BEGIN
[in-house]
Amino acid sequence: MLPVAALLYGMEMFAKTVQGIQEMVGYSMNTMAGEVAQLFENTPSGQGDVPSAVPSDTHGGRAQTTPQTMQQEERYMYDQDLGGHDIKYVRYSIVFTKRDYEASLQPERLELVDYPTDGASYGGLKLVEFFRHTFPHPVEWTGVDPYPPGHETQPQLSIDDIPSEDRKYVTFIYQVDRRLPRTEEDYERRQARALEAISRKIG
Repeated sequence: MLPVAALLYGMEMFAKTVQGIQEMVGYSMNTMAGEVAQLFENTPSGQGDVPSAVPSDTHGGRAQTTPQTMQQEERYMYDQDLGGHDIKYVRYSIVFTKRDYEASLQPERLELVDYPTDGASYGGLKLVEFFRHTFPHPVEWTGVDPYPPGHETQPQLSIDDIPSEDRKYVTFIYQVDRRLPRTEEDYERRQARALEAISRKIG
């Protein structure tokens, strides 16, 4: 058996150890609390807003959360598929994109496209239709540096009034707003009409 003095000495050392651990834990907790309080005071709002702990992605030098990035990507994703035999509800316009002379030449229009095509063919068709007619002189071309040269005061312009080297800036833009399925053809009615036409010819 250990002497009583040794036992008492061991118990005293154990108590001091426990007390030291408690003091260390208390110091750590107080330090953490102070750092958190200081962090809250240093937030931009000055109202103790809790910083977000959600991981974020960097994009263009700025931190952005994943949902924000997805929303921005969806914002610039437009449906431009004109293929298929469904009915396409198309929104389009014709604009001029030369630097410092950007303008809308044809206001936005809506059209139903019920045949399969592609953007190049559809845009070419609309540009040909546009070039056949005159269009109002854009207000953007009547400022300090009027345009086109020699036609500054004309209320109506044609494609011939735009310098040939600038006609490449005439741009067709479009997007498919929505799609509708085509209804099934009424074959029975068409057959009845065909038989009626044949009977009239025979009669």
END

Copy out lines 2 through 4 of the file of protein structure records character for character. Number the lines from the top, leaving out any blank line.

Amino acid sequence: MLPVAALLYGMEMFAKTVQGIQEMVGYSMNTMAGEVAQLFENTPSGQGDVPSAVPSDTHGGRAQTTPQTMQQEERYMYDQDLGGHDIKYVRYSIVFTKRDYEASLQPERLELVDYPTDGASYGGLKLVEFFRHTFPHPVEWTGVDPYPPGHETQPQLSIDDIPSEDRKYVTFIYQVDRRLPRTEEDYERRQARALEAISRKIG
Repeated sequence: MLPVAALLYGMEMFAKTVQGIQEMVGYSMNTMAGEVAQLFENTPSGQGDVPSAVPSDTHGGRAQTTPQTMQQEERYMYDQDLGGHDIKYVRYSIVFTKRDYEASLQPERLELVDYPTDGASYGGLKLVEFFRHTFPHPVEWTGVDPYPPGHETQPQLSIDDIPSEDRKYVTFIYQVDRRLPRTEEDYERRQARALEAISRKIG
């Protein structure tokens, strides 16, 4: 058996150890609390807003959360598929994109496209239709540096009034707003009409 003095000495050392651990834990907790309080005071709002702990992605030098990035990507994703035999509800316009002379030449229009095509063919068709007619002189071309040269005061312009080297800036833009399925053809009615036409010819 250990002497009583040794036992008492061991118990005293154990108590001091426990007390030291408690003091260390208390110091750590107080330090953490102070750092958190200081962090809250240093937030931009000055109202103790809790910083977000959600991981974020960097994009263009700025931190952005994943949902924000997805929303921005969806914002610039437009449906431009004109293929298929469904009915396409198309929104389009014709604009001029030369630097410092950007303008809308044809206001936005809506059209139903019920045949399969592609953007190049559809845009070419609309540009040909546009070039056949005159269009109002854009207000953007009547400022300090009027345009086109020699036609500054004309209320109506044609494609011939735009310098040939600038006609490449005439741009067709479009997007498919929505799609509708085509209804099934009424074959029975068409057959009845065909038989009626044949009977009239025979009669």